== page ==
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Students Bring Awareness to Lake Erie Algal Blooms
The summer 2011 algal bloom outbreak in the western section of Lake Erie was the worst ever recorded according to a new report by the National Wildlife Federation. Researchers have different opinions on what caused this “perfect storm” of algal growth this summer, but all agree that immediate action must take place to prevent this from happening again.
Akron’s Coventry Middle School students have been studying this environmental catastrophe through their Disney Planet Challenge project, What is an algal bloom?...You are about to enter the Dead Zone! Disney’s Planet Challenge (DPC) is a project-based learning environmental competition for classrooms across the U.S. DPC teaches kids about science and conservation while empowering them to make a positive impact on their communities and planet.
Coventry students have been working with Ohio Environmental Protection Agency (EPA) Surface Water Division and participating in several labs on nutrient overloading. Community involvement will include “storm drain marking” on a minimum of 25 storm drains throughout the village.
The students held a fishing derby at the Division of Wildlife Fish Hatchery in Portage Lakes. Student Adam Marsh attended the derby with his mother and 2 siblings, stating that the reason he participated in the event “was to have fun and enjoy the outdoors in a clean and safe environment.” The students visited the Ohio State’s Aquatic Research Facility on Gibraltar Island observing the algal bloom first hand and completing water quality testing and stream monitoring.
Middle School students realize the economic and recreational significance of Lake Erie and hope to bring this ecological disaster to the forefront of environmental issues. Teachers Chris Lorence and Jim Trogdon are the coordinators of the project. Trogdon states, “The first step in solving any problem is to make people aware of the current situation and then take action. This is the goal of our project.” Coventry Middle School students are actively working with a variety of resources including the Ohio Division of Wildlife, Cuyahoga Valley National Park, Ohio State’s Aquatic Research Center, Stone Lab, Underwriter’s Laboratories and Ohio EPA Surface Water Division of Summit County.
Alec McClellan, President of Good Nature Organic LawnCare, partnered with Coventry Middle School to help promote the students’ Disney Project. Good Nature will donate $30 to the school’s outdoor education program for anyone who signs up for a full lawncare program. For more information, call Good Nature Organic Lawncare at 216-285-1881.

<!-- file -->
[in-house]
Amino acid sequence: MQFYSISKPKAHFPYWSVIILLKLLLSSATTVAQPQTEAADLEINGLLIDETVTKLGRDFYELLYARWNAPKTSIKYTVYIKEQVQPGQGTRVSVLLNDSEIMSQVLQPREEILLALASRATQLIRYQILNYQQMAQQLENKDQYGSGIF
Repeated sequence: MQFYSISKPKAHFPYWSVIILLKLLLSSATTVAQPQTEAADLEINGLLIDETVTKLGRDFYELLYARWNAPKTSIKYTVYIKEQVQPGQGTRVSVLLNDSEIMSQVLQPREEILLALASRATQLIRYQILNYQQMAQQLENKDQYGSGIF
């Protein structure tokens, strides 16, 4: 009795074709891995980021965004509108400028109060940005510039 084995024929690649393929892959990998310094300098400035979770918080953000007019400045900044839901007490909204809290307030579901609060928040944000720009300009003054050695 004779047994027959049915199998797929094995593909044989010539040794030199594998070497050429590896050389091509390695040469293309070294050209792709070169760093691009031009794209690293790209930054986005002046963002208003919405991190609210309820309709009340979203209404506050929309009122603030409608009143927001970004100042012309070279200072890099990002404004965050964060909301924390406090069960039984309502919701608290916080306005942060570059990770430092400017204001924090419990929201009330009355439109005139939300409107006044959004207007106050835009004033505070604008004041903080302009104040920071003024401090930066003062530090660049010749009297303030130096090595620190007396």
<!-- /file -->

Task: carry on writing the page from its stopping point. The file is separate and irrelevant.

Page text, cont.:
Best of luck to these young environmentalists as they continue their work.
Disney’s Planet Challenge is a free, project-based environmental program that empowers students to make a difference in school, at home and in their local communities.
For more information, click here.
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‘Companies Should Not Be Allowed to Use Hazardous Ingredients in Products People Use’: Michelle Pfeiffer Speaks Up for Safer Cosmetics
The beauty products we put on our skin can have important consequences for our health. Just this March, the U.S. Food and Drug Administration (FDA) warned that some Claire's cosmetics had tested positive for asbestos. But the FDA could only issue a warning, not a recall, because current law does not empower the agency to do so.
Michelle Pfeiffer wants to change that.
The actress and Environmental Working Group (EWG) board member was spotted on Capitol Hill Thursday lobbying lawmakers on behalf of a bill that would increase oversight of the cosmetics industry, The Washington Post reported.
By Julia Conley
Scientists at the United Nations' intergovernmental body focusing on biodiversity sounded alarms earlier this month with its report on the looming potential extinction of one million species — but few heard their calls, according to a German newspaper report.
The climate crisis is a major concern for American voters with nearly 40 percent reporting the issue will help determine how they cast their ballots in the upcoming 2020 presidential election, according to a report compiled by the Yale Program on Climate Change Communication.
Of more than 1,000 registered voters surveyed on global warming, climate and energy policies, as well as personal and collective action, 38 percent said that a candidate's position on climate change is "very important" when it comes to determining who will win their vote. Overall, democratic candidates are under more pressure to provide green solutions as part of their campaign promises with 64 percent of Democrat voters saying they prioritize the issue compared with just 34 percent of Independents and 12 percent of Republicans.
President Donald Trump has agreed to sign a $19.1 billion disaster relief bill that will help Americans still recovering from the flooding, hurricanes and wildfires that have devastated parts of the country in the past two years. Senate Republicans said they struck a deal with the president to approve the measure, despite the fact that it did not include the funding he wanted for the U.S.-Mexican border, CNN reported.
"The U.S. Senate has just approved a 19 Billion Dollar Disaster Relief Bill, with my total approval. Great!" the president tweeted Thursday.